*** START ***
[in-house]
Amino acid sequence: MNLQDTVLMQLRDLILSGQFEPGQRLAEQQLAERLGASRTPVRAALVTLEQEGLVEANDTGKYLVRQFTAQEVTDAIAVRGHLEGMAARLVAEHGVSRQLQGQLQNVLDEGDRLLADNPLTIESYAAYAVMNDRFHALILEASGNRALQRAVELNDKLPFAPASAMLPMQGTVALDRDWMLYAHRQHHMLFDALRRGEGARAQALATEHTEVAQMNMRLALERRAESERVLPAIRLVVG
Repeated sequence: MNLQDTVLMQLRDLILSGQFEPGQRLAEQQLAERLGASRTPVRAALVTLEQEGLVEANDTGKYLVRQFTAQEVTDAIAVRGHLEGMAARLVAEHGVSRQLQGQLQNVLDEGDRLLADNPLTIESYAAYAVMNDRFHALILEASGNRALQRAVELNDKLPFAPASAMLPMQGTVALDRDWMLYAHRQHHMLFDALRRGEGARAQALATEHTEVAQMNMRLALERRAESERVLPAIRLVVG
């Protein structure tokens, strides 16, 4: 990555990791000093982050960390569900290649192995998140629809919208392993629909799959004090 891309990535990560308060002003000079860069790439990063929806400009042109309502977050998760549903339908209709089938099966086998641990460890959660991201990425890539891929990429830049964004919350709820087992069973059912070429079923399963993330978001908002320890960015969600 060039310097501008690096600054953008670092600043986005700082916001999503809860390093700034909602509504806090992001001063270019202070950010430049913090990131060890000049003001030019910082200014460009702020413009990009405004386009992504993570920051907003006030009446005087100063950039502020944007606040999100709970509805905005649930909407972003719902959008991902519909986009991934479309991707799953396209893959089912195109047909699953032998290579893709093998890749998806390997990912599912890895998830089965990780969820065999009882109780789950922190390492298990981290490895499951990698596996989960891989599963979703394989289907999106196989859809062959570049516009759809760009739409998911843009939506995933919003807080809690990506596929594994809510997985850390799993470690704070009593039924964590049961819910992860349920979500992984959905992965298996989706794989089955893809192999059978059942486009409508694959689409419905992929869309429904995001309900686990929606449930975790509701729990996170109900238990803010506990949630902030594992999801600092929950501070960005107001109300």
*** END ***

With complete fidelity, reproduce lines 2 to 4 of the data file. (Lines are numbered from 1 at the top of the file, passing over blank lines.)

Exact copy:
Amino acid sequence: MNLQDTVLMQLRDLILSGQFEPGQRLAEQQLAERLGASRTPVRAALVTLEQEGLVEANDTGKYLVRQFTAQEVTDAIAVRGHLEGMAARLVAEHGVSRQLQGQLQNVLDEGDRLLADNPLTIESYAAYAVMNDRFHALILEASGNRALQRAVELNDKLPFAPASAMLPMQGTVALDRDWMLYAHRQHHMLFDALRRGEGARAQALATEHTEVAQMNMRLALERRAESERVLPAIRLVVG
Repeated sequence: MNLQDTVLMQLRDLILSGQFEPGQRLAEQQLAERLGASRTPVRAALVTLEQEGLVEANDTGKYLVRQFTAQEVTDAIAVRGHLEGMAARLVAEHGVSRQLQGQLQNVLDEGDRLLADNPLTIESYAAYAVMNDRFHALILEASGNRALQRAVELNDKLPFAPASAMLPMQGTVALDRDWMLYAHRQHHMLFDALRRGEGARAQALATEHTEVAQMNMRLALERRAESERVLPAIRLVVG
């Protein structure tokens, strides 16, 4: 990555990791000093982050960390569900290649192995998140629809919208392993629909799959004090 891309990535990560308060002003000079860069790439990063929806400009042109309502977050998760549903339908209709089938099966086998641990460890959660991201990425890539891929990429830049964004919350709820087992069973059912070429079923399963993330978001908002320890960015969600 060039310097501008690096600054953008670092600043986005700082916001999503809860390093700034909602509504806090992001001063270019202070950010430049913090990131060890000049003001030019910082200014460009702020413009990009405004386009992504993570920051907003006030009446005087100063950039502020944007606040999100709970509805905005649930909407972003719902959008991902519909986009991934479309991707799953396209893959089912195109047909699953032998290579893709093998890749998806390997990912599912890895998830089965990780969820065999009882109780789950922190390492298990981290490895499951990698596996989960891989599963979703394989289907999106196989859809062959570049516009759809760009739409998911843009939506995933919003807080809690990506596929594994809510997985850390799993470690704070009593039924964590049961819910992860349920979500992984959905992965298996989706794989089955893809192999059978059942486009409508694959689409419905992929869309429904995001309900686990929606449930975790509701729990996170109900238990803010506990949630902030594992999801600092929950501070960005107001109300």